Strenuous efforts are under way to water-down a report by British MPs which – in its draft form – calls for a suspension of arms sales to Saudi Arabia.
The draft version, prepared by the all-party Committee on Arms Export Controls, was leaked to the BBC and quoted extensively on the Newsnight programme earlier this week. One of its key sentences said:
"The weight of evidence of violations of international humanitarian law by the Saudi-led coalition in Yemen is now so great that it is very difficult to continue to support Saudi Arabia while maintaining the credibility of our arms licensing regime."
Writing about this in a blog post on Wednesday, I commented: "The fact that a draft version of its report was leaked to the BBC means that any softening of text in the final version is now certain to be noticed."
That has now happened and a determined attempt to scupper the report is under way. The Guardian reports:
"The staunchly pro-defence Labour MP John Spellar, with support from some Conservative committee members including the chair of the foreign affairs select committee Crispin Blunt, has tabled more than 130 amendments to change the report, including removing the call for a suspension of arms sales."
The effect of these amendments is explained in the video clip below (from a subsequent edition of the Newsnight programme):
In a furious outburst in the House of Commons, Mr Blunt also denounced "a deliberate campaign" – by members of the public – to influence the committee and called for the hiring of private investigators "to interrogate the electronic records, including deleted emails" in order to establish who leaked the draft report.
Although Mr Blunt was horrified that British voters have been trying to influence the committee, he seems unconcerned by the fact that Saudi Arabia's foreign minister was in London this week doing exactly the same thing.
In parliament on Wednesday, prime minister Theresa May was questioned about the arms sales by opposition leader Jeremy Corbyn who said:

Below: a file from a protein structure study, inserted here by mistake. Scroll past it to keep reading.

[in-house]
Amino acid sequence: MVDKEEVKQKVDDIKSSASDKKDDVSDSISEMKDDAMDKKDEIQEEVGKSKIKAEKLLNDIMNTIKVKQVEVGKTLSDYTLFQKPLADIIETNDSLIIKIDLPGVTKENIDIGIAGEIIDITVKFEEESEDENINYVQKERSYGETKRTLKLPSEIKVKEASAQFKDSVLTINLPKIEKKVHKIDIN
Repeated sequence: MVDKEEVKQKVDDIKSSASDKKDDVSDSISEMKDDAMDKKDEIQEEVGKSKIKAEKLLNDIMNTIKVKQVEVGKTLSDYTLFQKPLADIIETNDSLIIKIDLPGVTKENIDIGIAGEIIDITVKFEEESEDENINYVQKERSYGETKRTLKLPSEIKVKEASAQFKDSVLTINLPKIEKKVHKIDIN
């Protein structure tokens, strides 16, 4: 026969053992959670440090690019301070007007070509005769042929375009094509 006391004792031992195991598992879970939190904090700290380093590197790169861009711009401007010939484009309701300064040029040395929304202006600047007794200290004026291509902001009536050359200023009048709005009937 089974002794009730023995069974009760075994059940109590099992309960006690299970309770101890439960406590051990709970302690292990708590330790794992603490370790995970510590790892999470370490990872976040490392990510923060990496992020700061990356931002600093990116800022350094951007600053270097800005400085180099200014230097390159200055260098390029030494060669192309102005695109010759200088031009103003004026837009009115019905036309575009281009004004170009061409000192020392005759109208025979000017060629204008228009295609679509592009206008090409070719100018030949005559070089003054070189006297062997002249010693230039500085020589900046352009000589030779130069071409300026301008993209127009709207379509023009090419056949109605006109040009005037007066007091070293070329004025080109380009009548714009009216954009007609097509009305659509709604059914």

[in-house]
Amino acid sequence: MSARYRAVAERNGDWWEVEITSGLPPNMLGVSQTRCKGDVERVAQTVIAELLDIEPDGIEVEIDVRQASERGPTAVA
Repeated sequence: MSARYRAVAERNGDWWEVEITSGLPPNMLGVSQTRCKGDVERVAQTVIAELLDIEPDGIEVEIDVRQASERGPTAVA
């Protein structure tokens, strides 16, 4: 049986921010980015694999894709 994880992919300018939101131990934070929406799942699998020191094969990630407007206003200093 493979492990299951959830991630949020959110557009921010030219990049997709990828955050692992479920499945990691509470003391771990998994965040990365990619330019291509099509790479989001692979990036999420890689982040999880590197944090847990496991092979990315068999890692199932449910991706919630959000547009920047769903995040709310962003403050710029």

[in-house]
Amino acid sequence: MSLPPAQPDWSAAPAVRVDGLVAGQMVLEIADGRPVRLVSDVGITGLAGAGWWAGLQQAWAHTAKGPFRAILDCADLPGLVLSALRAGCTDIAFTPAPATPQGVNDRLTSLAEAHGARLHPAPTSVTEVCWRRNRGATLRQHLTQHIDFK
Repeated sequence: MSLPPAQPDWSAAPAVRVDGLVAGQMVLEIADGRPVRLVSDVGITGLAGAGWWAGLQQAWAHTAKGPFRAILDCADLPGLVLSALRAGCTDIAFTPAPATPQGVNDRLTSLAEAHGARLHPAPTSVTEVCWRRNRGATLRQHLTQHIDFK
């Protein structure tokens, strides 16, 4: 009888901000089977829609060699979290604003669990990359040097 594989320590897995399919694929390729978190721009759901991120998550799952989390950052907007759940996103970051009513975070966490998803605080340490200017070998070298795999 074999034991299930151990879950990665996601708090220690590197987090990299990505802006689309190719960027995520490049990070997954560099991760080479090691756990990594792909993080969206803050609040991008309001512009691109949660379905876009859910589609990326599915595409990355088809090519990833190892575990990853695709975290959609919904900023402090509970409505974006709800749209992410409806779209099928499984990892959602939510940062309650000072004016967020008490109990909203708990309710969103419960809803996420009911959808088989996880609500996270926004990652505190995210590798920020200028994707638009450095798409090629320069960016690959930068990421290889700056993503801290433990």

"I remain concerned that at the heart of this government’s security strategy is apparently increased arms exports to the very part of the world that most immediately threatens our security. The British government continue to sell arms to Saudi Arabia that are being used to commit crimes against humanity in Yemen, as has been clearly detailed by the UN and other independent agencies. Will the prime minister commit today to halting the sale of arms to Saudi Arabia that have been used to prosecute this war in Yemen, with the humanitarian devastation that has resulted from that?"
In response to Mr Corbyn's suggestion that the sale threaten Britain's security, Mrs May replied:
"Actually, what matters is the strength of our relationship with Saudi Arabia. When it comes to counter-terrorism and dealing with terrorism, it is that relationship that has helped to keep people on the streets of Britain safe."
If true, this is a shocking claim to make because it implies the government must continue being nice to one of the nastiest regimes in the Middle East – otherwise "the streets of Britain" will become less safe.
Whether it's actually true is another matter. Conveniently for the government, the hush-hush nature of counter-terrorism means it can say the Saudis are being very helpful without providing evidence in support. The only instance so far made public was the "laser printer bomb plot" in 2010, and in that case the tip-off reached Britain via the United States – not directly from Saudi Arabia.
While highlighting the supposed counter-terrrorism benefits of Britain's relationship with Saudi Arabia, Mrs May omitted to mention the more venal aspects which in reality are probably more important. British exports to the kingdom in 2014 were more than £4 billion and imports from the kingdom were £2 billion. A large proportion of the exports are arms sales: last year the British government approved licences for military exports to Saudi Arabia amounting to £2.8 billion.
Following the referendum in June, arms sales to Saudi Arabia have also become entwined in the Brexit debate. Those in government who favour leaving the EU and its single market are now desperately looking for ways to compensate for lost trade and one solution would be to push for more business with unsavoury regimes like that of Saudi Arabia.
The Saudis, of course, are well aware of this. In his effort this week to avert a suspension of arms sales Saudi foreign minister Adel al-Jubeir tempted MPs with the prospect of a post-Brexit free trade agreement between Britain and the Gulf Cooperation Council states. Jubeir appears to have said this in a private briefing but Mr Blunt leaked the information via Twitter – one leak that presumably he will not be wanting private detectives to investigate.